Sleep Smarter, Not Longer


You’ve heard all your life that you should sleep eight hours a night- but do you really want (or need) to spend a third of your life sleeping? Some people believe that by following certain sleep schedules, you can sleep smarter rather than rely on a set amount of hours each night.

There are four main sleep schedules that people can try to follow. First, and most common, is monophasic sleep, when you sleep for a single period, usually at night. This schedule is easiest to follow (most Western countries exist around this sleep schedule), but recent studies suggest that seven hours may be the optimal sleep length for most people. To follow this sleep schedule, wake up at the same time every morning to get your body used to a certain amount of sleep.

Segmented sleep, on the other hand, is the natural sleeping pattern humans followed before electric light. In segmented sleep, you sleep deeper during the first phase of sleep, and you have a longer REM cycle during the second phase. You also earn a couple of productive hours in the middle of the night. However, this schedule is difficult to adjust to initially, and you have to go to bed early for it to work. If you go to sleep progressively earlier each night, this sleep schedule should naturally happen.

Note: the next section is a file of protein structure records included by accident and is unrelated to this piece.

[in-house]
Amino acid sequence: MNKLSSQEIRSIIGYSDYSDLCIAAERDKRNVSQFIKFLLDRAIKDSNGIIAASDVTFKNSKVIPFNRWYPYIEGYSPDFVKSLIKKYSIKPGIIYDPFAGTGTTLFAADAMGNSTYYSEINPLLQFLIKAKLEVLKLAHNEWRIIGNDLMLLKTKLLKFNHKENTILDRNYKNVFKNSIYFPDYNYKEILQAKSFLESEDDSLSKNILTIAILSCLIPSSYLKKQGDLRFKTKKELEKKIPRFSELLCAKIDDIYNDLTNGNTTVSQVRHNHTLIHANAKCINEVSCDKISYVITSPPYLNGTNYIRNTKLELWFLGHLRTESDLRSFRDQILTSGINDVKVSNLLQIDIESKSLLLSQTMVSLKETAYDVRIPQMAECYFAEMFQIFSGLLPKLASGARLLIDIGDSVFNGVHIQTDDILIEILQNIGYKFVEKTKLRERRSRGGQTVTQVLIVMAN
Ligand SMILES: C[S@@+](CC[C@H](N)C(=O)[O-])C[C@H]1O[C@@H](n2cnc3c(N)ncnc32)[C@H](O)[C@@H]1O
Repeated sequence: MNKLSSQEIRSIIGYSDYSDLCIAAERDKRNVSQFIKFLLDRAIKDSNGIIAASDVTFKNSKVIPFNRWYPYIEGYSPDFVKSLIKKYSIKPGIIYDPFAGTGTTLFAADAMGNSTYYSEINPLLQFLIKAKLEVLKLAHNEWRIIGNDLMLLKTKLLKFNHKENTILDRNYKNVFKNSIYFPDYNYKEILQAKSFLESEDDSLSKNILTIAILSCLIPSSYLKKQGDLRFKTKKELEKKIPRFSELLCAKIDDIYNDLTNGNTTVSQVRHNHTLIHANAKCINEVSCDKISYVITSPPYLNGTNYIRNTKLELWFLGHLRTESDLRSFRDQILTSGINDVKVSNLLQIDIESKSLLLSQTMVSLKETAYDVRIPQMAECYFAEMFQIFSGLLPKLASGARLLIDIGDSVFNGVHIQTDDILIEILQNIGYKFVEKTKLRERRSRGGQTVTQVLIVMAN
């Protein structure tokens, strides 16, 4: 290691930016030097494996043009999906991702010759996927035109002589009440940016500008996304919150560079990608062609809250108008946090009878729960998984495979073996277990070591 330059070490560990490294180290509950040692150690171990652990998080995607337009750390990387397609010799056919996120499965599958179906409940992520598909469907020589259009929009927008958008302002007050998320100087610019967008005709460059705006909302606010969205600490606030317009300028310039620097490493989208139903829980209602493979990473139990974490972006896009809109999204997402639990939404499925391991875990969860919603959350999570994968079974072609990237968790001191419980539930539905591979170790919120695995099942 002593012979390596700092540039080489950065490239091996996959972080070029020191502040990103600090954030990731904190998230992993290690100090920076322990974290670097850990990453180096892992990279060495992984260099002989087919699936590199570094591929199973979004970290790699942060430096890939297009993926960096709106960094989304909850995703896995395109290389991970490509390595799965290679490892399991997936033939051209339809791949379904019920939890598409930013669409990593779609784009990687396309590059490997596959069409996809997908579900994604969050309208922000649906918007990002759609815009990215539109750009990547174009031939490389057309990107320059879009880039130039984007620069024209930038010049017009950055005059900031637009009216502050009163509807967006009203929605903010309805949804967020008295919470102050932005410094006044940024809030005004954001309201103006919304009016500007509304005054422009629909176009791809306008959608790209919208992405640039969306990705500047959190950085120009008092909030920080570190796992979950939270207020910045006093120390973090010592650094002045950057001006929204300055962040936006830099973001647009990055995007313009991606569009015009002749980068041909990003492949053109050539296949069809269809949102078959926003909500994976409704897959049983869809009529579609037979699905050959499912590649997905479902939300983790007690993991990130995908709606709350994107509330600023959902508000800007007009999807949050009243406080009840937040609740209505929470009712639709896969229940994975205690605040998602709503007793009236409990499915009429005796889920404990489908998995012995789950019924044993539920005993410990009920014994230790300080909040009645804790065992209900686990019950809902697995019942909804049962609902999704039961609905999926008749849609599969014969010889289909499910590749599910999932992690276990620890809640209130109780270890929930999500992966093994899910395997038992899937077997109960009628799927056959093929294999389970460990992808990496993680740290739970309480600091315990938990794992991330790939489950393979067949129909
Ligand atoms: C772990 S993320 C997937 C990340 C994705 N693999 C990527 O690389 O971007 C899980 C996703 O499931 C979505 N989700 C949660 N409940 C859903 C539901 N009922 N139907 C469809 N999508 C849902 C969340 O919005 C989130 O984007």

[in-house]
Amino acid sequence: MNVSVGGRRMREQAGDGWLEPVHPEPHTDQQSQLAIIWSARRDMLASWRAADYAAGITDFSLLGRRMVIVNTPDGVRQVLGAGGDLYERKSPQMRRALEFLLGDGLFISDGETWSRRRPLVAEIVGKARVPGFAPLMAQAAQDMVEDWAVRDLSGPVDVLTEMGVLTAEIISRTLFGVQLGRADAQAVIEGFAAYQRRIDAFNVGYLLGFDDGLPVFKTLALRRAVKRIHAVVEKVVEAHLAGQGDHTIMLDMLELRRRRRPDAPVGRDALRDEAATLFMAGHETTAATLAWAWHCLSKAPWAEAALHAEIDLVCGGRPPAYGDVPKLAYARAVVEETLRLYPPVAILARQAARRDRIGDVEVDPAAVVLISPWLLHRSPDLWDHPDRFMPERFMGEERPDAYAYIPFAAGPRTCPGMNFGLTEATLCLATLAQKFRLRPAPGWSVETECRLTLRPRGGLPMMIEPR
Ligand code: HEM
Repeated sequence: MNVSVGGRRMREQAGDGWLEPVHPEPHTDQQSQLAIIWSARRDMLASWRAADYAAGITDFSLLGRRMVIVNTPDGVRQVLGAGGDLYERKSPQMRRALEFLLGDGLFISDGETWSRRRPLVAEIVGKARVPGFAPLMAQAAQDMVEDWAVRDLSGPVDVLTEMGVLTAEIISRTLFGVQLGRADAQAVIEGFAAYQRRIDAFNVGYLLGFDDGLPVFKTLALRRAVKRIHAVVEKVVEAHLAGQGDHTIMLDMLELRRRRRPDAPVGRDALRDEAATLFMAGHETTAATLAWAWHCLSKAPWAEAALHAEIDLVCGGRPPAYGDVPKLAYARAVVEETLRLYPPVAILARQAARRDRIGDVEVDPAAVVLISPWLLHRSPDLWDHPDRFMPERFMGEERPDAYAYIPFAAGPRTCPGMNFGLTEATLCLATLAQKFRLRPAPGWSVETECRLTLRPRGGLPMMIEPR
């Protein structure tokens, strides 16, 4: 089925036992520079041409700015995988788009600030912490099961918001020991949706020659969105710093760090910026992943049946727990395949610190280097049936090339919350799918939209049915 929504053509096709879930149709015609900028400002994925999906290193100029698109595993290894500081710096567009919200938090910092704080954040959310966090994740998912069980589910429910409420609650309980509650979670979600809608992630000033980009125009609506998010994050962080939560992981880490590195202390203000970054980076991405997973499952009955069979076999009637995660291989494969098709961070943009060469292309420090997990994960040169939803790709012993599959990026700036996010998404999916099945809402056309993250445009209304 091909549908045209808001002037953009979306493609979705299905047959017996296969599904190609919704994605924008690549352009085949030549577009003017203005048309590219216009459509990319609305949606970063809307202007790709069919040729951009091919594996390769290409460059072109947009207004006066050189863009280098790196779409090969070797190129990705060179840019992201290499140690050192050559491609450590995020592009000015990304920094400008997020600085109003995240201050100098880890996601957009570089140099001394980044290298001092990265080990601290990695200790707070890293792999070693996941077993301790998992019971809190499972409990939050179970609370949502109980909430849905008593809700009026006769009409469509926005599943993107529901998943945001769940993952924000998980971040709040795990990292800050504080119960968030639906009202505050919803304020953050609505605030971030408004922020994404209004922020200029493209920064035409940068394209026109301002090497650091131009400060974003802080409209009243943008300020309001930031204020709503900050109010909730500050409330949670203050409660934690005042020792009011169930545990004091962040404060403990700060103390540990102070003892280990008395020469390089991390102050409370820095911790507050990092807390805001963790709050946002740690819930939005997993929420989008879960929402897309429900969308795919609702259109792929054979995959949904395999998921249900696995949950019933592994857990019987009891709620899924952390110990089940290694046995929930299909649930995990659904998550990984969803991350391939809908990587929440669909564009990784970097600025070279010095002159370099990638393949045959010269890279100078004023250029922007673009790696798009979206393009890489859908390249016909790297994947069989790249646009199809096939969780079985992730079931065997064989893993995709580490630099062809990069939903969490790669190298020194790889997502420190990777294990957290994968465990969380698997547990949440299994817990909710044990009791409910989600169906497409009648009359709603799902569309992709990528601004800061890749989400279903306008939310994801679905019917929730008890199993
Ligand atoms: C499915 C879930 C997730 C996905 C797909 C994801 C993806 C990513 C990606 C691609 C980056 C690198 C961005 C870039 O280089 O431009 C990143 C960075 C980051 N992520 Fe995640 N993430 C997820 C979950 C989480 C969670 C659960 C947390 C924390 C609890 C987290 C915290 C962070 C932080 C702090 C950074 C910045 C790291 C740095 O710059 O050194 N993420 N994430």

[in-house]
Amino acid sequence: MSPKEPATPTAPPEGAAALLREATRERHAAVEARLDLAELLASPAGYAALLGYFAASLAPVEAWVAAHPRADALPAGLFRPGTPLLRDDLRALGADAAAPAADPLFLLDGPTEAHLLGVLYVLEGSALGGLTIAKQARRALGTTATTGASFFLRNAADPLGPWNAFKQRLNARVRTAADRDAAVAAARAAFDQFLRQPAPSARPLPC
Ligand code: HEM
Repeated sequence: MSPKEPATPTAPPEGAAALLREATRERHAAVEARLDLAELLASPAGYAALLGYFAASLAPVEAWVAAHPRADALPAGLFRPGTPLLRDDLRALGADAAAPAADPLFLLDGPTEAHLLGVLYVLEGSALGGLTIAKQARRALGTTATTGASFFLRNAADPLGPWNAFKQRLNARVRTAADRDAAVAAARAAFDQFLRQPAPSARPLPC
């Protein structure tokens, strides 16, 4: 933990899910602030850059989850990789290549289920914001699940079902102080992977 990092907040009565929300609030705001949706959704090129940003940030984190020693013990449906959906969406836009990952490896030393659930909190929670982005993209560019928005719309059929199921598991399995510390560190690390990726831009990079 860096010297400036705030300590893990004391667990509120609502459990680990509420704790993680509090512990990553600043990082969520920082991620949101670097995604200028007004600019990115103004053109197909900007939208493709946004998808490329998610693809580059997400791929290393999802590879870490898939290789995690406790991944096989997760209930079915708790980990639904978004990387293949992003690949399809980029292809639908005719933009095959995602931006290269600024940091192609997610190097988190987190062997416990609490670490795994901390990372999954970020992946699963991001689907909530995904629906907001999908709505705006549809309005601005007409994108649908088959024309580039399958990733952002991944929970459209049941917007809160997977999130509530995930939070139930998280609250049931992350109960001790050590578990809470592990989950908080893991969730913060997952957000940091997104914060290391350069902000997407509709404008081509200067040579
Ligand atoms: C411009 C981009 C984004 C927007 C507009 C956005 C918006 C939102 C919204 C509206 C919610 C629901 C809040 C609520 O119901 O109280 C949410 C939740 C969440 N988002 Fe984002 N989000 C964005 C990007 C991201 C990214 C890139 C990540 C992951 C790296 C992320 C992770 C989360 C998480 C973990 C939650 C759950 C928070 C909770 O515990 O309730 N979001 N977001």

Polyphasic sleep, as its name suggests, is when the sleeper takes multiple short naps throughout the day. After getting used to the sleep cycle, the sleepers fall into REM sleep almost immediately. Geniuses like Leonardo da Vinci, Thomas Edison, and Nikola Tesla were fans of this schedule and only needed 2-3 hours of sleep per day. However, it’s incredibly tough to get used to and it requires naps during the work day, plus 7-10 days for your body to adjust to the schedule. Even then, it’s possible that this sleep schedule only works for the 1-3% of people who need only a few hours of sleep per night.

Finally, the siesta is an afternoon nap commonly taken in European in Latin American countries with warm climates. Companies such as NASA, Google, and Nike also allow siestas, possibly because they increase alertness and may even improve productivity by up to 34%. Unfortunately, most workplaces don’t allow siestas, and cultures that do often work later hours at night. If you have the flexibility to take a siesta, set an alarm so that you nap for 30 minutes tops and use a couch rather than a bed so that you don’t fall into a deep sleep.

Tate Handy